Thursday, February 17, 2011

$6.4b scheme to boost Temasek's funding flexibility

TEMASEK Holdings has pulled off another trailblazing fund-raising exercise, bringing more depth to the local debt market and broadening its stakeholder base.

The state investment company announced yesterday that it is setting up a US$5 billion (S$6.4 billion) euro commercial paper programme to add flexibility to its funding options.

Commercial paper, one of the most common short-term borrowing instruments in global money markets, is generally sold to provide seasonal and working capital for corporations. It has a maturity period of one to nine months, compared with a longer-term bond that can have a tenor of 10 years or more.

As commercial paper is mostly issued by blue-chip firms, a degree of prestige is associated with it. It is also a low-cost alternative to bank loans.

While Western companies have an established and growing appetite for such instruments, the market in Asia is still very much in its infancy.

Temasek said this commercial paper programme, which is open to institutional investors, would complement its existing US$10 billion medium-term note programme launched in 2005.

To date, it has issued 11 bonds with tenors ranging from 10 years to 40 years, amounting to more than $10 billion - or just over 70 per cent of its medium-term note programme.

'This new Temasek euro commercial paper programme covers the short end of our yield curve, and complements our medium-term note programme for longer-dated Temasek bonds,' said chief financial officer Leong Wai Leng.

'It completes the key building blocks of our funding structure, and fulfils our funding strategy for a cost-effective, flexible and efficient balance of both long-term and short-term funding options.'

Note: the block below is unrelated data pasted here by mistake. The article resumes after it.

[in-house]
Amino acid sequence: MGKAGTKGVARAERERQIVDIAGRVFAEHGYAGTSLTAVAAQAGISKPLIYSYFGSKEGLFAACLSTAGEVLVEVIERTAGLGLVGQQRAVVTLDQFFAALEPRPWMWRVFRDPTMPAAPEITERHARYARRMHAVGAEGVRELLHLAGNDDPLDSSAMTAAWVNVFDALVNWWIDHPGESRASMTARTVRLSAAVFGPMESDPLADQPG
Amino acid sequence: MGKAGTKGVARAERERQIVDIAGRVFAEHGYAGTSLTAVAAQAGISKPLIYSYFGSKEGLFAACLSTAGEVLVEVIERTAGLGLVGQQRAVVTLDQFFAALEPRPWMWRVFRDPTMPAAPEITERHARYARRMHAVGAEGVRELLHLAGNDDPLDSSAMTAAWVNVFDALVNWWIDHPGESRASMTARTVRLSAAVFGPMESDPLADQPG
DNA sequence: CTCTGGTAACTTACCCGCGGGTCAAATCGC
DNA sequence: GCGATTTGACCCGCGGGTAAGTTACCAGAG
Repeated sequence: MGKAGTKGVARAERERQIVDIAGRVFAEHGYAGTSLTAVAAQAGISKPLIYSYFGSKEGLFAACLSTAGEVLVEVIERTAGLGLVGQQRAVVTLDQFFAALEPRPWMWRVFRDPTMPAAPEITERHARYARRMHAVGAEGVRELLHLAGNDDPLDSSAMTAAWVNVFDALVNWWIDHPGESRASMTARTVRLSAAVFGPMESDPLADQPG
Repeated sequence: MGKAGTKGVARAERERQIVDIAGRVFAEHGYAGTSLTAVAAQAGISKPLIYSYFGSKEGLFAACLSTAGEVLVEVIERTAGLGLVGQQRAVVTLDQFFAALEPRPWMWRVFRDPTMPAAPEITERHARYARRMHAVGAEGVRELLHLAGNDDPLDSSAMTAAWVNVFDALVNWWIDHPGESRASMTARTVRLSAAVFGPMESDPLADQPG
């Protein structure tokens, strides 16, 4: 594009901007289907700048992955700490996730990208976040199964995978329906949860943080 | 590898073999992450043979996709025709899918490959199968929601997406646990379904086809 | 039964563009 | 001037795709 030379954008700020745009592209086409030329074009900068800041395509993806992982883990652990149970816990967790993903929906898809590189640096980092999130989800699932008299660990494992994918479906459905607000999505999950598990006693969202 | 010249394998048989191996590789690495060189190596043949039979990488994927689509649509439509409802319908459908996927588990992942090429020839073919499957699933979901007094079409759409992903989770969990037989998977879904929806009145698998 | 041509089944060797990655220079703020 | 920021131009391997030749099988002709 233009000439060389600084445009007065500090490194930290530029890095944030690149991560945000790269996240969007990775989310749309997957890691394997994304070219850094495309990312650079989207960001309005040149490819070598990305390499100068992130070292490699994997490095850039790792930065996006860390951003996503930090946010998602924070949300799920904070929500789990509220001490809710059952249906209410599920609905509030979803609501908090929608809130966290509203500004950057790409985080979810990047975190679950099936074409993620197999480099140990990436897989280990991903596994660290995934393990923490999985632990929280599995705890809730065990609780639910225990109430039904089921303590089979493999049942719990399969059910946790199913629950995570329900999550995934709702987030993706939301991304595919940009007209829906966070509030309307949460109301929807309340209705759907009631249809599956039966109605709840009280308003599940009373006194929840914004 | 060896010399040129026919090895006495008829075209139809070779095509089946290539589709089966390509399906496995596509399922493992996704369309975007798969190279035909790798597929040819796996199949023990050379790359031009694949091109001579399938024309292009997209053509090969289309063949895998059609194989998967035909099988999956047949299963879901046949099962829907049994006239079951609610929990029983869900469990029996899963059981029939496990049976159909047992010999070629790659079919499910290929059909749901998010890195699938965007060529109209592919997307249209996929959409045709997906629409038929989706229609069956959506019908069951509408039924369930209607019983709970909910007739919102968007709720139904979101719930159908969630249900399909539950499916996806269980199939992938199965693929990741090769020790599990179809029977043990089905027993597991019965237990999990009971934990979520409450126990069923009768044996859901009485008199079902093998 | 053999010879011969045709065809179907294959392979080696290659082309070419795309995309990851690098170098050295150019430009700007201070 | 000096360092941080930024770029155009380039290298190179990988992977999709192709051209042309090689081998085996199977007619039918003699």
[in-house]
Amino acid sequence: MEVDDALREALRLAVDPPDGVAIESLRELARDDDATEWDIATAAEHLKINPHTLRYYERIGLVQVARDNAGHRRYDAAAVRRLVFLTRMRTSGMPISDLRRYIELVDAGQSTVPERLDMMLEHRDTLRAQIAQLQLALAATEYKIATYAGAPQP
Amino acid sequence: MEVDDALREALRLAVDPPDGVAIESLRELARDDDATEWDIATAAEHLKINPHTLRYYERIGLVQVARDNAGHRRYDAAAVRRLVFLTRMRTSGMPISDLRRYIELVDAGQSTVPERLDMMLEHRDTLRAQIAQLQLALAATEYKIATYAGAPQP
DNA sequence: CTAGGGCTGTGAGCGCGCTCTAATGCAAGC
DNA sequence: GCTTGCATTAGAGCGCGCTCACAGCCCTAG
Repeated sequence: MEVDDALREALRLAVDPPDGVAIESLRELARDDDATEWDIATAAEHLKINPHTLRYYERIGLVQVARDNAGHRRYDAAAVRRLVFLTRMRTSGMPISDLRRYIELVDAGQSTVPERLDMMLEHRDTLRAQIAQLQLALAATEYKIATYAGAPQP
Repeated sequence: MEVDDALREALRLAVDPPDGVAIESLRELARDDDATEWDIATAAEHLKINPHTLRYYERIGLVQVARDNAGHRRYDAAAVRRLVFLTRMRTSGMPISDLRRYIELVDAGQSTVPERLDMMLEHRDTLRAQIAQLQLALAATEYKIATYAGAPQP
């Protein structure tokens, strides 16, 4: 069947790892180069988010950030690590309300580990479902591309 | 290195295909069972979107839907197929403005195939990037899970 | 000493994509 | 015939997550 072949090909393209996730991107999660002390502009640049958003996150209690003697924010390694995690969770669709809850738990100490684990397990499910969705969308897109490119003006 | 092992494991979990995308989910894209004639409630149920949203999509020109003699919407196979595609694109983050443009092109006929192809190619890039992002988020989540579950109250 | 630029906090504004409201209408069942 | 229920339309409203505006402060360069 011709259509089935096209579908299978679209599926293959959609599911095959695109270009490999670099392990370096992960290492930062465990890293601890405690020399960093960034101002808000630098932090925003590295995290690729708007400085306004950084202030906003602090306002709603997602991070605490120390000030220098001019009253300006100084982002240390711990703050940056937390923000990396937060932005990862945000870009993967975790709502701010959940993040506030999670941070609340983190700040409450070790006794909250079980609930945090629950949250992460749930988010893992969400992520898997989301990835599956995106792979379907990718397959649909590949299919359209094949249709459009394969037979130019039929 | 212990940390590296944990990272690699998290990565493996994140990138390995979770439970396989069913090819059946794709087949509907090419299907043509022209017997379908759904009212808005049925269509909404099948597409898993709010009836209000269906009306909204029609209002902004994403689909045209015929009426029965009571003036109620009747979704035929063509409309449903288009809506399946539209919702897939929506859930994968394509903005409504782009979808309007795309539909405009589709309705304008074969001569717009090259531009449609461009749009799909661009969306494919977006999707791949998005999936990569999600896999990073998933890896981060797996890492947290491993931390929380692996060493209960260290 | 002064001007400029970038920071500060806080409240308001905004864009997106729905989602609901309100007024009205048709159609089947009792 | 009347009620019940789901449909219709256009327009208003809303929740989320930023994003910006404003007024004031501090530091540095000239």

Investment bankers said the euro commercial paper market will give Temasek maximum flexibility to match its financing objectives.

'The euro commercial paper market is deep, and offers highly rated issuers the opportunity to fund across 16 currencies, in maturities of up to one year and in issue sizes to suit,' said Mr Keith Magnus, head of investment banking for Singapore and Malaysia at UBS.

'Temasek's outstanding AAA rating places it in an ideal position to tap the ratings-sensitive but cost-effective euro commercial paper market.'

Mr Jason Rogers, director of credit research at Barclays Capital in Singapore, noted that investor demand for such high-quality paper could come from banks trying to put their excess liquidity to better use.

The new commercial paper will be sold to only non-US persons outside the United States, Temasek said.

It remains to be seen how soon Temasek will offer debt instruments to small investors. Ms Leong said last year that it had 'been exploring measures to make it practical to offer corporate bonds to retail investors in Singapore'.

'If and when these measures materialise, we will certainly consider inviting Singapore retail investors to participate directly in our future bond offerings.'

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